The art of carpet weaving is an important medium for Etel Adnan. In 1966, she travels to North Africa, where she visits an art center founded by the architect Ramses Wissa Wassef in Harrania, Egypt. The children of the region are taught to weave tapestries, which they make freely and without a pattern. When she returns to San Francisco, Adnan has some of her designs woven as carpets. She takes classes with the artist Ida Grae, who experiments with vegetable dyes and new forms of weaving. Tapestry is a very elaborate and expensive medium. Adnan’s designs are therefore not realized for many years. It is only in the 2010s, when she receives increasing international attention, that she is given the opportunity to realize them in collaboration with the manufactory Les Ateliers Pinton d’Aubusson-Felletin (France).

The Arabic World

“At the time, my head had to cope—and it still has to cope—with a double life: The passionate interest in America and, lying underneath, a strong attachment to the Arab world." Adnan spends almost her entire life in the United States, in France and, time and again, in Beirut. She is an important voice in the Arab world. She writes against the backdrop of the Algerian War of Independence (1954–62) and the Lebanese Civil War (1975–90), calling for greater political freedom. “I didn’t need to write in French anymore, I was going to paint in Arabic,” she later wrote about her personal, temporary departure from French and her turn to painting and the medium of the leporello. For her folding books, she is in contact with numerous contemporary Arab poets, whose texts she inscribes in the paper format and combines with drawings or watercolors. Highlights of the exhibition include the leporellos Al-Sayyab, Mother and Lost Daughter (1970) and Untitled (1971) from the Mathaf: Arab Museum of Modern Art, Doha, which are being shown in Europe for the first time.


Adnan is always inspired by the cities she visits and settles in. Beirut, Paris, San Francisco and Berkeley, New York. In her works—her film Motion, as well as many drawings and leporellos—she depicts the city as an ever-changing landscape and an inexhaustible source of inspiration. Motion (2012) thus presents everyday moments in short passages, shot in Manhattan, Sausalito, San Francisco, and Yosemite Park.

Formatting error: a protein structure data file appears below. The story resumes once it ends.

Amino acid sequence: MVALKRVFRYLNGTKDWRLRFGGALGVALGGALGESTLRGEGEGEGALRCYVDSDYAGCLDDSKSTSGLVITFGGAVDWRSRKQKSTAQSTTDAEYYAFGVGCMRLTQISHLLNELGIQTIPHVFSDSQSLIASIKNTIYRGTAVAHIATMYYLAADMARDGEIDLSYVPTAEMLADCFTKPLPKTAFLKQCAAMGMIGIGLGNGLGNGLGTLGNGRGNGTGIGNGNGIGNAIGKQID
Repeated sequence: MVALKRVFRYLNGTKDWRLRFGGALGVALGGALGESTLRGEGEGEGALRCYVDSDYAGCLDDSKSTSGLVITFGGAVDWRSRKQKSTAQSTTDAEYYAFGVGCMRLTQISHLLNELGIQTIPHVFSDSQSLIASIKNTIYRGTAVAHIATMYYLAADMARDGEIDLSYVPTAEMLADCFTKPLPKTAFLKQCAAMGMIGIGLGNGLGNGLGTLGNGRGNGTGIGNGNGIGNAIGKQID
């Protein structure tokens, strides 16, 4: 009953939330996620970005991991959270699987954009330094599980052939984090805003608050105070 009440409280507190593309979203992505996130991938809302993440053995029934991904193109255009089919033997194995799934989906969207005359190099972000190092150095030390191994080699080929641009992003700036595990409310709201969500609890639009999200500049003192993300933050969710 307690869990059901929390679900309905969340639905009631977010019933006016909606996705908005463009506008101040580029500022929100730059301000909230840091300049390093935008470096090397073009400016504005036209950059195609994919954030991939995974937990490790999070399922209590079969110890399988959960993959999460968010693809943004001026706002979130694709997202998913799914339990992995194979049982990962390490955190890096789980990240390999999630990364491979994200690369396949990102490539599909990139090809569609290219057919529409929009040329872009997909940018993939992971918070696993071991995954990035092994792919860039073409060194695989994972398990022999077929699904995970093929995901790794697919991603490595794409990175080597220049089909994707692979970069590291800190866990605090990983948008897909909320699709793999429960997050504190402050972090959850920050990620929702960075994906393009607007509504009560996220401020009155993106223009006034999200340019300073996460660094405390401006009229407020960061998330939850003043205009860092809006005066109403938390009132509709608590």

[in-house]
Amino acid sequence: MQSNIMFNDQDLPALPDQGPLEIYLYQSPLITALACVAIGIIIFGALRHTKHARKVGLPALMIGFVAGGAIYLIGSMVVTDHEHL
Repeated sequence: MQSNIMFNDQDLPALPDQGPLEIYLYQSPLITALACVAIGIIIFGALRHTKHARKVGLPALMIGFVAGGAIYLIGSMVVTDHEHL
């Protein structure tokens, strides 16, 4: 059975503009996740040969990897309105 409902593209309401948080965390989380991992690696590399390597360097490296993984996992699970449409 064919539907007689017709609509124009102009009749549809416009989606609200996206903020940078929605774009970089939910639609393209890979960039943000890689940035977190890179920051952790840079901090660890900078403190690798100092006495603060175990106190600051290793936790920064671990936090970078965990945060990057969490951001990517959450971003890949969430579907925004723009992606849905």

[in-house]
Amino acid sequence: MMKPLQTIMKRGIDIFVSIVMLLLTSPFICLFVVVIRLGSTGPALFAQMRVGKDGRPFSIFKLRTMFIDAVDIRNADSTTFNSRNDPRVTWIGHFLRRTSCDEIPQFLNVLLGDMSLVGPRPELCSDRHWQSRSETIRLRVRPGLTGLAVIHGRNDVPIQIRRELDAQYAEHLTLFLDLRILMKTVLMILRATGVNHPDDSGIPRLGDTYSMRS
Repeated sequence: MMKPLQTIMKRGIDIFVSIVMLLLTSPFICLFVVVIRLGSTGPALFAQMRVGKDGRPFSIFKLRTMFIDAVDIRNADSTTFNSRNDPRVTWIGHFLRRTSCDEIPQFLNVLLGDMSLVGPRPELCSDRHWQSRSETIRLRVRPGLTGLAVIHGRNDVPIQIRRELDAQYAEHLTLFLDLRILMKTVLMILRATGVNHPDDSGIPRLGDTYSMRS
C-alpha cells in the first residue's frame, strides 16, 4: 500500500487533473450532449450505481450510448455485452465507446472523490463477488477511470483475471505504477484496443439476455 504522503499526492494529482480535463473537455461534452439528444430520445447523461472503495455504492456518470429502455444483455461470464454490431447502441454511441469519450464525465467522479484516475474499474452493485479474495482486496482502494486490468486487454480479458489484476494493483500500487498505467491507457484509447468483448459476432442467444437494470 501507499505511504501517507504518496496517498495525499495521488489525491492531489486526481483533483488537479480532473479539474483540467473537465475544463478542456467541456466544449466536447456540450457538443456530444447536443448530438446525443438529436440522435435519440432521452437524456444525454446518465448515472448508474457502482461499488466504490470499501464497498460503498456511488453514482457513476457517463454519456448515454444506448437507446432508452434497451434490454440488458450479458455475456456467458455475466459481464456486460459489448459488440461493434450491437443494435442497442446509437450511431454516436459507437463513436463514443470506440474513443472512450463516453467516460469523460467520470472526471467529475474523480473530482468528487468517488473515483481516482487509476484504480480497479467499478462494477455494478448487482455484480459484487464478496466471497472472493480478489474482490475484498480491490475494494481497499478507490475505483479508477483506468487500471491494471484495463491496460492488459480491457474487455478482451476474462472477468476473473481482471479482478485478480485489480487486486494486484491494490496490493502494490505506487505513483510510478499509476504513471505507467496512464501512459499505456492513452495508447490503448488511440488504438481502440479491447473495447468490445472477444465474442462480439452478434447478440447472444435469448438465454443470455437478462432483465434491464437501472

One of the themes that repeatedly preoccupy Etel Adnan and permeate her work is war. The Vietnam War (1955–75) prompted her first political statement. After the United States entered the war, she wrote her first poem in English in 1965. In response to the outbreak of the Lebanese Civil War (1975–90), she leaves Beirut. In Paris, in response, she writes one of her most famous texts, the novel Sitt Marie-Rose, which is published in France in 1978. The cycle of poems Arab Apocalypse follows in 1980. On view in the exhibition is the complete manuscript of the English edition.


In a separate reading room, Adnan is presented as a poet, novelist, essayist, and journalist. Long before Etel Adnan becomes a painter, she is already a poet. Her earliest childhood memories are associated with writing exercises and playing with formulations. “Today, I think of these early fabrications as a way of storytelling, brief moments of imaginative think- ing.” Adnan writes about what surrounds and preoccupies her: art, nature, her encounters with other people, the political and social upheavals she witnesses, the war. “The stories spring from a lived experience; all are autobiographical to some degree, though entirely fictional.”

Films in the Exhibition

For the first time, the twelve-minute film Etel and the Moon (2023) by Marie Valentine Reagan is being shown in an exhibition context. It captures a monologue by Etel Adnan about humanity’s quest into space and her fascination with all things cosmic. In it, Adnan recites parts of her poem “A Funeral March for the First Cosmonaut,” which she wrote in 1968 in response to the death of Yuri Gagarin, and comments on the human condition in general: “If we are not careful, we could disappear. Even before we settle somewhere else.”